by David Alexander
After public data the next big item on the agenda is how we deal with personal data. It's high time we regained control of it. Step one is to offer people personal data stores, and give people capablity for third-party verifitation/authentication and for selective disclosure. Mydex Community Prototype will have this working for chang of circumstances from Oct 2010. This means people can submit change of circs to councils and other relying parties, and external proof of their claims. It's a small but definite step towards VRM.
by Patrick Bell
OpenGeoscience is a free web service from the British Geological Survey (BGS) that provides geological information for non-commercial and innovation use. Available resources include street-level (1:50 000 scale) geological maps for the whole GB (delivered via Web Map Services), nearly 50,000 photographic images from BGS? national collection, access to databases e.g. rock classification scheme and lexicon of named rock units, an open research archive and software downloads such as our digital field-data capture system. OpenGeoscience aims to exploit and open up access to BGS knowledge, information and data. The user community is taking advantage of OpenGeoscience and a number of ?mashups? incorporating the geology mapping WMS have already been created. This presentation will touch on knowledge exchange initiatives within the BGS and how OpenGeoscience fits in. It will discuss the user community for OpenGeoscience and how the service aims to meet their needs. The technical methods of its implementation will be explored and plans for the future unveiled.
What's been done with open public data, and what's better in the world as a result, and what still needs your help. This is about the data that is available, and what is done with it, and what else could be freed up etc. For process/format type talk, see the "process and properties" session in the morning.
by Francis Rhys-Jones
The Guardians Open Platform initiative provides resources for developers to access to the wealth of content and data created and curated by this media organisation. This talk starts by focusing on the Content Api, a service giving developers access to the content created by the Guardian, an archive published in realtime but reaching back to the inception of the website in 1991. The talk reviews the latests developments in the api, what meta data is exposed and how it can be used to navigate and discover useful content. It then moves on to talk about the challenges the development team faced around scalability requirements of the api and discusses the architecture that solved these problems, giving details of the implementation in Apache Solr, Scala and hosting in Amazons EC2. The api fits into a wider 'open in, open out' strategy. An approach aimed not only at providing resources to the development community, but allowing the Guardian to incorporate their work into guardian.co.uk. Giving important and interesting work access to the reach the site provides. The talk covers what the development team have done to make this work.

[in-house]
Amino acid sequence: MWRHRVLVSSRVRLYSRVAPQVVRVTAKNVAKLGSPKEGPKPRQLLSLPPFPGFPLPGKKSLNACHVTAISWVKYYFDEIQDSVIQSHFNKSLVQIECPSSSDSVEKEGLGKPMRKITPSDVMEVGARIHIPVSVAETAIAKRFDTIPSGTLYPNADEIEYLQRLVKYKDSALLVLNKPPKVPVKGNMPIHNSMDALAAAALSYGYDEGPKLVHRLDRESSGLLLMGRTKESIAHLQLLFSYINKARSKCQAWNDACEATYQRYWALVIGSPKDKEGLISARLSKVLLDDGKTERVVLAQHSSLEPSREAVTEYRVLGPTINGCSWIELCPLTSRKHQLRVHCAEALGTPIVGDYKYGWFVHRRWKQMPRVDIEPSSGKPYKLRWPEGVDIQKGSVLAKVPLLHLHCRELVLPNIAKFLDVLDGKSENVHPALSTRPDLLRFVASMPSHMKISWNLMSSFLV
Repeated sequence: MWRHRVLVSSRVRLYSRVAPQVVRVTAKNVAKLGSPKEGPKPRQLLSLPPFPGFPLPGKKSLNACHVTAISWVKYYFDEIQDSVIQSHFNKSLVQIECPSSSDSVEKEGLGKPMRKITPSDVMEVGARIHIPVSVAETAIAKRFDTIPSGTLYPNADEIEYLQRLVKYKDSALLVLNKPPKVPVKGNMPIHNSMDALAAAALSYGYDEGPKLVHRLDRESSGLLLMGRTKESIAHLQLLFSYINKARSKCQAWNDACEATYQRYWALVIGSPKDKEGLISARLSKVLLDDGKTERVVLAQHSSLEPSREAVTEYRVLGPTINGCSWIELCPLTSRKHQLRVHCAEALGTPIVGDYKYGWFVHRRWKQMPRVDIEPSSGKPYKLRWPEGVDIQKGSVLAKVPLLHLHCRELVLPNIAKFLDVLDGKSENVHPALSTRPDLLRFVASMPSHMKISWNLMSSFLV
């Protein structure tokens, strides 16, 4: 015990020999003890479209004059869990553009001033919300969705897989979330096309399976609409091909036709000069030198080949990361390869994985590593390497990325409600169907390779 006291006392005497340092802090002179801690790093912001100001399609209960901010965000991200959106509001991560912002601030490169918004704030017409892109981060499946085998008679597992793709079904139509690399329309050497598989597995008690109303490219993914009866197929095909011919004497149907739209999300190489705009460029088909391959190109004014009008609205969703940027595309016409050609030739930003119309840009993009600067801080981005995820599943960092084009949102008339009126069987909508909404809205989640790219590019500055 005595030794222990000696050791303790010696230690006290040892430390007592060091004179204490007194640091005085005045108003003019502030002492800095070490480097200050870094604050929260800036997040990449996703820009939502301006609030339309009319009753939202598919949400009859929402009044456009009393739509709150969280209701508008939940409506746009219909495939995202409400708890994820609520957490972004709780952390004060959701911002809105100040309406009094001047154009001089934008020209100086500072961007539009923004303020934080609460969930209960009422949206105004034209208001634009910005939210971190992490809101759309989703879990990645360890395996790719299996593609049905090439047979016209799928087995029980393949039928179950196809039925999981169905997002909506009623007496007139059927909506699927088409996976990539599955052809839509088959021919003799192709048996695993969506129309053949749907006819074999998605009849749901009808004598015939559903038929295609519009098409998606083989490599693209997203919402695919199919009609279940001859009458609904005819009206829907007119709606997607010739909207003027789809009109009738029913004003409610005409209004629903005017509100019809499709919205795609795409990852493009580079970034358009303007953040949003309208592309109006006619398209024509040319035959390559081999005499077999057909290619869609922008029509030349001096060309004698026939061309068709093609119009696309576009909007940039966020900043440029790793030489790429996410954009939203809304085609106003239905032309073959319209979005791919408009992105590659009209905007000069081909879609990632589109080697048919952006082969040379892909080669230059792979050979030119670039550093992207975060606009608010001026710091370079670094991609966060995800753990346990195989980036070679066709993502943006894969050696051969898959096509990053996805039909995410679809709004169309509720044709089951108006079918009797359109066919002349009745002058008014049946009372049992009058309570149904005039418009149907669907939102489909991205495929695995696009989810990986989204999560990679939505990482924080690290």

by Stephen Dunn
The news industry is undergoing massive change. In particular traditional newspaper business models have been disrupted by the Internet. As Clay Shirky said: If the old model is broken, what will work in its place? To which the answer is: Nothing.... There is no general model for newspapers to replace the one the internet just broke". This is becoming an old story. But this year - news organisations are making their moves. Some are now adopting different models to try to survive - some are moving behind paywalls. The Guardian is taking a different, open approach. Last year we spoke at OpenTech about the beta of our Open Platform. In this talk we'll cover how the Guardian's open strategy has moved on and grown - our open strategy is much more than having a technology platform - it is a strategy being adopted across the organisation, from editorial to commercial depts. I'll illustrate how being open has changed the way we do things, and explain how our technology platform is having to evolve to work with these changes. (this is a double header: also in the same session - Francis Rhys-Jones of the Guardian gives an in depth view of the technology we are using to do this)
Also in this slot:
Open Platform: How it works - Francis Rhys-Jones
FreeBSD has moved on. The FreeBSD that was used to power old-school ISPs has progressed to offer features matching and exceeding any other Unix variant. FreeBSD offers complete support for threading, embedded devices, high-end CPUs with dozens of cores in total, uniquely lightweight virtualization, modern filesystem and storage management, the latest development tools, new internal project management processes, advanced security features and open-source spin-off projects.
by Tom Morris
Scala is a relatively new general-purpose, open source programming language on the Java platform. It combines strong static typing with functional programming, a very flexible object system, great support for building concurrent, high-performance applications and a syntax that is comfortable for those coming from dynamic scripting languages like Python and Ruby. The talk consists of a high-level overview of the benefits of the language for developers, and shows how it can be used to build mashups, hacks and prototypes rapidly but cleanly, and take advantage of many mature open source libraries for processing linked data, working with the Semantic Web and APIs.
by Dave Cross
Perl has changed. The Perl that people use these days is different to the language that you stopped using to write dodgy old CGI scripts ten years ago. We have ORMs, templating systems, MVC frameworks and all of those things that you expect from a modern dynamic programming language. This talk will catch you up on the last ten years of Perl development.
Also in this slot:
Modern FreeBSD - Mark Blackman
Modern Java: Scala - Tom Morris
11th September 2010